[whatwg] Client-side includes proposal

Shannon shannon at arc.net.au
Mon Aug 18 20:50:26 PDT 2008

Ian Hickson wrote:
> All three of the above basically boil down to the same thing -- there are 
> hosting providers that don't provide the simplest of features. That's 
> certainly true, but there are also hosting providers that provide these 
> features for very cheap (e.g. $120/year or less) that provide all this and 
> more, so I don't buy this argument. If you're having trouble finding one, 
> contact me privately and I can give you a coupon code for one.
Thank you but I have my own servers. You make a pretty big assumption 
here about the usage model of the Internet being corporate + ISP. You 

* Web applications and HTML documentation on the local filesystem.
* Local testing in WYSIWYG editors.
* Autorun frontends on CDROM that are typically employed by magazine 
* Embedded servers in storage devices, media centers, routers and other 
* Minimalist HTTP servers for simple usage, websocket tunnels or high 
load services.
* Users taking advantage of free hosting services with limited features 
(like Sourceforge or Geocities).
* Charities and OSS groups with better things to spend their money on 
than hosting package upgrades.
* Companies like many in the building and equipment hire industries that 
spent $500 on a website and call it expensive.

Far from being a small minority these groups and applications possibly 
make up the majority of HTML content after blogs.

> If it's just a static site, then you can just pre-generate the pages and 
> upload the completed pages, so there's no dependency on the server. This, 
> incidentally, also works when the server-side hosting provider doesn't 
> support SSIs at all.
> If it's not a static site, then the SSIs are going to be the least of your 
> problems when you change to a different server.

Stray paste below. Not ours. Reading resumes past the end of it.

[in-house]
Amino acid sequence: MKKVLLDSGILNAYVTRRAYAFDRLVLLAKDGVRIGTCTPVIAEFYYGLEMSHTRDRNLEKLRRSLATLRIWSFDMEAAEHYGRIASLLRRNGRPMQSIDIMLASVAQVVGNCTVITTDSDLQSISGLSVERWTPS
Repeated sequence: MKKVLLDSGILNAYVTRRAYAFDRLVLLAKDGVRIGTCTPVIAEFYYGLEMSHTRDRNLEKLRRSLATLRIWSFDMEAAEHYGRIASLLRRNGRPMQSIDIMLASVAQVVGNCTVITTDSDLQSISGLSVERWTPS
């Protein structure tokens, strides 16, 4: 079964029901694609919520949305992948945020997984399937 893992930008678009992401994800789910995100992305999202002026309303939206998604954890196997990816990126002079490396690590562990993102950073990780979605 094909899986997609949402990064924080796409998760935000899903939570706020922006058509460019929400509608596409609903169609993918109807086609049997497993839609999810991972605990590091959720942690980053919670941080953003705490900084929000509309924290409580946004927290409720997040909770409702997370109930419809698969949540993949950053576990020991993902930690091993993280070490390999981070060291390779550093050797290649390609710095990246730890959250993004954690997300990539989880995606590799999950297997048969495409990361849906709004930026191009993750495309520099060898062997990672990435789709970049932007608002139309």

I assume that by "pre-generated" you're referring to 
Dreamweaver/WebObjects templates rather than copy-and-paste. I find 
these irritating as quite often you are given one format but require 
another (as a FOSS user I can't/won't use Dreamweaver). Some of the best 
editors don't have any kind of template support and when they do it's 
typically native to the application. Sometimes they're even native to an 
installation (you can't export your templates). These things are bad for 
the web without some kind of accepted open specification. CSI could be 
that specification.

>> Speed. Concerns about speed are generally only valid for the first page 
>> on the first visit to a site. Subsequent pages can be much faster than 
>> SSI and even static html since common banners and footers can be cached 
>> seperately - requiring only a unique content download. This is less 
>> trivial than it sounds since global drop-down menus, ad frames, tracking 
>> code, overlays and embedded JS and CSS often account for a vast majority 
>> of the source code.
> We're talking about such a small amount of data here that the latency far 
> outweighs the bandwidth cost on most connections. Given that you still 
> have to do an If-Modified-Since check, you don't really gain anything 
> here.
I'm not sure where you get your statistics but these claims don't match